Pigtailed 7-year-old Jaelyn Lozano was still wearing her space-themed mask Monday as she joined a stream of kids running out of Lions Park Elementary in north suburban Mt. Prospect at the end of the day. Her grandmother Gina Lozano said Jaelyn worried she might be bullied for wearing a mask to school.
“The reason why this [pandemic] is still going on is for people who are refusing to wear masks,” Lozano said. “It’s scary.”
But there was no bullying. Many of Jaelyn’s classmates continued to wear masks even though they are no longer required by the Mt. Prospect School District 57, which has gone mask optional in light of a court ruling last week that affects about 170 districts. Sangamon County Judge Raylene Grischow issued a temporary restraining order that put a halt on the state’s mask mandate in schools, as well as some other COVID-19 mitigation measures.
School districts are taking different approaches to the temporary restraining order, leading to a mix of relief, confusion, fear and ongoing disagreements for teachers, administrators, parents and kids.
In Barrington, some students said they felt peer pressured to take off their masks. Jackie Zagrans said her middle school daughter felt so anxious about her health and about bullies, she left school early. Zagrans said her daughter told her one boy was pulling masks off some of the younger students.
“There were threats made,” she said. “There was a great deal of ugliness in the hallways, in the classrooms and at the lunch table.”
Zagrans said as the legal process plays out, she hopes the district makes a better plan to handle these situations. She’s also concerned this could mark an increase in COVID infections.
Another Barrington mother, Marsha McClary, said her kids had no problems at school. They were happy to go without masks, and they said it wasn’t tense between kids who wore masks and those who didn’t. She said kids have been missing out on social cues wearing masks all day.
“There’s just a lot of dimensions of their life that, when you can’t see how someone’s really reacting to something you say, that’s a much bigger deal than I think a lot of people realized,” she said.
McClary said it would be unfortunate if kids had to go back to wearing masks while the legal challenge continues. She said kids aren’t as affected by the coronavirus as other groups.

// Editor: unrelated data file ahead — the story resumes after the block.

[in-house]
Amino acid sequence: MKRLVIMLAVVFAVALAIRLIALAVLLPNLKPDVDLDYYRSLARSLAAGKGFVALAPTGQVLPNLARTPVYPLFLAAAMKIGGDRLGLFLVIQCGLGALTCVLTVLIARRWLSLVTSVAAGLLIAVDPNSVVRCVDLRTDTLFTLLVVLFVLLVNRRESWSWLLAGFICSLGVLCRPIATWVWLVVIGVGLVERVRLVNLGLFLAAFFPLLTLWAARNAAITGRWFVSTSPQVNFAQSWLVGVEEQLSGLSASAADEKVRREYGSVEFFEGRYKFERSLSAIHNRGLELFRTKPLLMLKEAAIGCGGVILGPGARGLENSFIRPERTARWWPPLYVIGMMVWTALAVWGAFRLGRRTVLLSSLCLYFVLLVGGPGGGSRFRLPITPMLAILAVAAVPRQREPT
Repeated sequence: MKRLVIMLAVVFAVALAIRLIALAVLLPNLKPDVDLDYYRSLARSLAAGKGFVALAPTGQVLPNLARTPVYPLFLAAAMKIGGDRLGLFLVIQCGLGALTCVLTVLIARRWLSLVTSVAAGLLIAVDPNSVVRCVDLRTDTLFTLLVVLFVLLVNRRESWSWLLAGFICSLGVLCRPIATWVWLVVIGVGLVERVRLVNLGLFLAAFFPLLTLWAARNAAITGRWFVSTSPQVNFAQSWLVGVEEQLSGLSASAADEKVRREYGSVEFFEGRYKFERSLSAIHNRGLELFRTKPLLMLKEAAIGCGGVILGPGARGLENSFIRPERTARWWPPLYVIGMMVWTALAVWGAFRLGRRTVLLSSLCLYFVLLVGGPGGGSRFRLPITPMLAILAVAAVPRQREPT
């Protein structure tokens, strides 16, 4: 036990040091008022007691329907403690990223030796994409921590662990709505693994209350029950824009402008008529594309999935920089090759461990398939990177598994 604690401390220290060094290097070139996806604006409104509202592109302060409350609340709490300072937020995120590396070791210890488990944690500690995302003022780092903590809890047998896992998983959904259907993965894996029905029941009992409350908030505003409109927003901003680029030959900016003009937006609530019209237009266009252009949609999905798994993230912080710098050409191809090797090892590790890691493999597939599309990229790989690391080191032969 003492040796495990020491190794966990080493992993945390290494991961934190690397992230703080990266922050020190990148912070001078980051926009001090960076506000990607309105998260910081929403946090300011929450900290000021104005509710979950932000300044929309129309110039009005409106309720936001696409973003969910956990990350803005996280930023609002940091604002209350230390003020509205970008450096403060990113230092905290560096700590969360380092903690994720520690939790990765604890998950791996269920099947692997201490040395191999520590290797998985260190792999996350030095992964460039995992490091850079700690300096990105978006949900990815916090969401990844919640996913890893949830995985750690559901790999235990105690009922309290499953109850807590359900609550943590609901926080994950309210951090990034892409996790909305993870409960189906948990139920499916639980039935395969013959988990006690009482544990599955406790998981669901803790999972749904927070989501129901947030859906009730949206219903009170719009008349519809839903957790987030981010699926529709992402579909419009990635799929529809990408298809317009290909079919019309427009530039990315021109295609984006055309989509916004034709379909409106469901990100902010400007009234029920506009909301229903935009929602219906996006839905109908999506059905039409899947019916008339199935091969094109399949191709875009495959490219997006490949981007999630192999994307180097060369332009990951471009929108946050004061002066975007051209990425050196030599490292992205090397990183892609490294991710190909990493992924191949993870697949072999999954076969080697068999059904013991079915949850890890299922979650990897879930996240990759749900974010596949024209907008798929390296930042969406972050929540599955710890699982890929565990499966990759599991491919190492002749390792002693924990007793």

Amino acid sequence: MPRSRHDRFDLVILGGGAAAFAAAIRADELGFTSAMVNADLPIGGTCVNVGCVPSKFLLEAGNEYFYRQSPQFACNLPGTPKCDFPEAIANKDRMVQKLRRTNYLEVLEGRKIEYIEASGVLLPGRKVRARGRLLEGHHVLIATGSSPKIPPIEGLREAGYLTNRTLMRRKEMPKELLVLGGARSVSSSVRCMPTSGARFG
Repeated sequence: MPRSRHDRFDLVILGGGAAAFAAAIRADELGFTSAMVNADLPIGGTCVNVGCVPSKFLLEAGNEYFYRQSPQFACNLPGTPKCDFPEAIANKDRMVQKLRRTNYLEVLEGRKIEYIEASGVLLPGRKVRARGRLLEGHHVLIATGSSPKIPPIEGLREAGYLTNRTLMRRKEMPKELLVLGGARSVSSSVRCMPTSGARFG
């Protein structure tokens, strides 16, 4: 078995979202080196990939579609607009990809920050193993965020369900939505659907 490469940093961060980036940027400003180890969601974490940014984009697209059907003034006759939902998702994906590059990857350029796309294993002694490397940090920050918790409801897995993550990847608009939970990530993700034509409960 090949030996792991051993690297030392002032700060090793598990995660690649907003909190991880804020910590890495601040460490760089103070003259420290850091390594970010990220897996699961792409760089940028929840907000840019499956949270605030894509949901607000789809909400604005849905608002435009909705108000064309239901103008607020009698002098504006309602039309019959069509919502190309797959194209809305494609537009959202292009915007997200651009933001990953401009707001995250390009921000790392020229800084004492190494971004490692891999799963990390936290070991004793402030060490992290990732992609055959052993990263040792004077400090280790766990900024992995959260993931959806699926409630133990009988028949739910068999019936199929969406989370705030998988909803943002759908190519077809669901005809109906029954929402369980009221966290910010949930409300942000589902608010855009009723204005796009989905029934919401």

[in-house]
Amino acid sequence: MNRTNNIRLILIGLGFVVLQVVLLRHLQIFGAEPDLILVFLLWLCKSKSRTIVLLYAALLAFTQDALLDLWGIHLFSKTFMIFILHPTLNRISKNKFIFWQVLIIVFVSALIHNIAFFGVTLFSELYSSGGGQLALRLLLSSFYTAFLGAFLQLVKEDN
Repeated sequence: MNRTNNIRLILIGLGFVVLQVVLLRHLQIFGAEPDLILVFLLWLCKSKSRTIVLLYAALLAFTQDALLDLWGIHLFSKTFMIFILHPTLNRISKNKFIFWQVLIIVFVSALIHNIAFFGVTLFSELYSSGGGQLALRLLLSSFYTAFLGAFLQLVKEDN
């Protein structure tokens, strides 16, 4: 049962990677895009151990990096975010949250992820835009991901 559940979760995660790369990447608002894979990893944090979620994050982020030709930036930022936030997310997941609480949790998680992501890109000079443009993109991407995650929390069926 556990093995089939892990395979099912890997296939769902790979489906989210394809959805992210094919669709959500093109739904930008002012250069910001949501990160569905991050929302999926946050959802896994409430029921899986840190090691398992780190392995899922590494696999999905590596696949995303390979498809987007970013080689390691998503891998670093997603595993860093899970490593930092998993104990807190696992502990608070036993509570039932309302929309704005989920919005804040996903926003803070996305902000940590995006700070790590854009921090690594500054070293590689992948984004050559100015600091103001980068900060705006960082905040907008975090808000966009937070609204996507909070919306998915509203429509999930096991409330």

“No matter what happens with the legal system, we are going to continue to advocate for these kids who don’t have as much of a voice as the parents do,” she said.
Illinois Attorney General Kwame Raoul filed an appeal with the 4th District State Appellate Court in Springfield on Monday and a motion to stop Friday’s temporary restraining order. A ruling from the appellate court is expected by next week.
In the appeal, Raoul argued that Springfield-based Judge Grischow fundamentally misread the law. He argued that the governor has the authority to issue mandates during a public health emergency and that no due process rights were violated, contrary to what the judge found. Raoul also said she failed to consider the harm to student learning and the public health risks caused by her order.
As the legal fight plays out, an elementary teacher in suburban Wheaton said she doesn’t agree with her district choosing to go mask optional knowing there could be yet another legal maneuver to bring back the mask mandate.
“Going back and forth is confusing for kids,” she said.
The teacher spoke on condition of anonymity for fear of retaliation from community members around what she said has been a contentious issue. She said all the kids in her class wore masks today, but it was more mixed in other classrooms, including among faculty. She was told teachers shouldn’t tell kids to put their masks back on even if they came to school wearing one.
“We’re not supposed to be policing that,” she said. “They take it off, they take it off. I’m a little uncomfortable with that.”
She said January was rough with many kids and staff out with COVID. She worries what the coming days will bring if fewer people wear masks in the building.
In U-46 in Elgin, the district is still requiring masks, except for some students who are part of the lawsuit. Superintendent Tony Sanders said most students and staff came to school masked. He said some parents pulled their kids from school when they weren’t allowed to be in class without a mask.
Sanders said school districts need to do what’s best for their community. He said in his area, COVID cases have been declining, but not enough to go maskless.
“We are getting so close with our mitigation strategies in place, with vaccinations becoming available, that within hopefully weeks or a few months, we’ll be back in a place that’s much more normal,” he said. “That may include less mitigation strategies, including perhaps masks optional.”
A few districts like Hinsdale District 181 canceled in-person classes Monday as they sought to adjust policies in light of the ruling. At a special school board meeting Monday night, members decided to return to in-person learning on Tuesday and temporarily suspend enforcing the mask mandate. Staff will still be required to wear masks and students will be strongly encouraged to do so.
Anna Savchenko contributed reporting to this story.